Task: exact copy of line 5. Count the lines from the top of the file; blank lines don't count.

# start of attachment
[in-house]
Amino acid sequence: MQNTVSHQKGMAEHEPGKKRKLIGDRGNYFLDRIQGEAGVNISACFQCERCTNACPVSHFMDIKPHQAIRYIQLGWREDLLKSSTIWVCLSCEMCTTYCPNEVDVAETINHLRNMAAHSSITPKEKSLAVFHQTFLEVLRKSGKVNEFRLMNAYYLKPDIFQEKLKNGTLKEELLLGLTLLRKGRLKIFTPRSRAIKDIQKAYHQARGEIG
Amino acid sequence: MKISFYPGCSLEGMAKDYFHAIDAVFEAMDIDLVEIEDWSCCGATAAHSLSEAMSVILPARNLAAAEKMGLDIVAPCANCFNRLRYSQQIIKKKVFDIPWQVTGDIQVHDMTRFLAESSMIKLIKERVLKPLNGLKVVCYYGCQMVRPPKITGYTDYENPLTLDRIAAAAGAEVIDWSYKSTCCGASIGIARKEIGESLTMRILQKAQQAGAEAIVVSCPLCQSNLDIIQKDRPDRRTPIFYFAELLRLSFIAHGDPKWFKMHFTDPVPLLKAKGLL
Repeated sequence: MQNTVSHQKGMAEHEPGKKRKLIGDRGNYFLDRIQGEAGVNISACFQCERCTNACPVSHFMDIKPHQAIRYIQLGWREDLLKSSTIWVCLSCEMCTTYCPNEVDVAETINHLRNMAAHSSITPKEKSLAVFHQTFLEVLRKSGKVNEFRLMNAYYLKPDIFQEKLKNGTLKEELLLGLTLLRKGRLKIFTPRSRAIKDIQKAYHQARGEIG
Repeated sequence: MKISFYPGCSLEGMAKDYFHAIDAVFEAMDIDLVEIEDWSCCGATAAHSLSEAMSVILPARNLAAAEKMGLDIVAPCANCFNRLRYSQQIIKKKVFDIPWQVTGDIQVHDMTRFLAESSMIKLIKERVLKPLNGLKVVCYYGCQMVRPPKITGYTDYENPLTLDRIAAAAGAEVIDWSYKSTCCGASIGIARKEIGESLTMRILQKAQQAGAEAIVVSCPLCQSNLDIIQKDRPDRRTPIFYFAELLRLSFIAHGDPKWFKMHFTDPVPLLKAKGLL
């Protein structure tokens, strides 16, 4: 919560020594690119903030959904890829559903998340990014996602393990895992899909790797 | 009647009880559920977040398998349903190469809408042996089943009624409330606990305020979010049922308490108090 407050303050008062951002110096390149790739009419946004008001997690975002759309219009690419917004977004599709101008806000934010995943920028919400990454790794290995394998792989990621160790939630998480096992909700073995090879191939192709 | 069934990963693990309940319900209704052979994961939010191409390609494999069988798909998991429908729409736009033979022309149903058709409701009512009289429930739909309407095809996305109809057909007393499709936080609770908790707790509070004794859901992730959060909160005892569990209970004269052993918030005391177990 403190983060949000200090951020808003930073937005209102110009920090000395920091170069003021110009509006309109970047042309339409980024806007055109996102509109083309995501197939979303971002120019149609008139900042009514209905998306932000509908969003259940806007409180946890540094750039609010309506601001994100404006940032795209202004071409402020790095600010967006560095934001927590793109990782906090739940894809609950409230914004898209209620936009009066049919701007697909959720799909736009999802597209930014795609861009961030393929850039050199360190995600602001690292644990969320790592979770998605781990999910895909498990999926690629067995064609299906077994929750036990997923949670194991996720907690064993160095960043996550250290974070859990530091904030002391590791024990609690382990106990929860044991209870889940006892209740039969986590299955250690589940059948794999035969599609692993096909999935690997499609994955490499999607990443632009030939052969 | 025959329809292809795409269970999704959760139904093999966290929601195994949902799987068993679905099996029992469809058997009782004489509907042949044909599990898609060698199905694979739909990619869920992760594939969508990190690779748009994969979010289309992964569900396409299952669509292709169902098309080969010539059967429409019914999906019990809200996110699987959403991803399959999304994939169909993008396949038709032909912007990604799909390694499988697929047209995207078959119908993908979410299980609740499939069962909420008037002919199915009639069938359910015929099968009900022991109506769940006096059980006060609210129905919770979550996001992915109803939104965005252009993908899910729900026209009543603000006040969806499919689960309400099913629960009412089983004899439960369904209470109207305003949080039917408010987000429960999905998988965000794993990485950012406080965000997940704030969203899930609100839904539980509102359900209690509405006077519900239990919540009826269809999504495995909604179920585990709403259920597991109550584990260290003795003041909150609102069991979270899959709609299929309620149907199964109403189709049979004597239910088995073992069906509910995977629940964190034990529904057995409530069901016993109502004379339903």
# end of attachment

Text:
Repeated sequence: MKISFYPGCSLEGMAKDYFHAIDAVFEAMDIDLVEIEDWSCCGATAAHSLSEAMSVILPARNLAAAEKMGLDIVAPCANCFNRLRYSQQIIKKKVFDIPWQVTGDIQVHDMTRFLAESSMIKLIKERVLKPLNGLKVVCYYGCQMVRPPKITGYTDYENPLTLDRIAAAAGAEVIDWSYKSTCCGASIGIARKEIGESLTMRILQKAQQAGAEAIVVSCPLCQSNLDIIQKDRPDRRTPIFYFAELLRLSFIAHGDPKWFKMHFTDPVPLLKAKGLL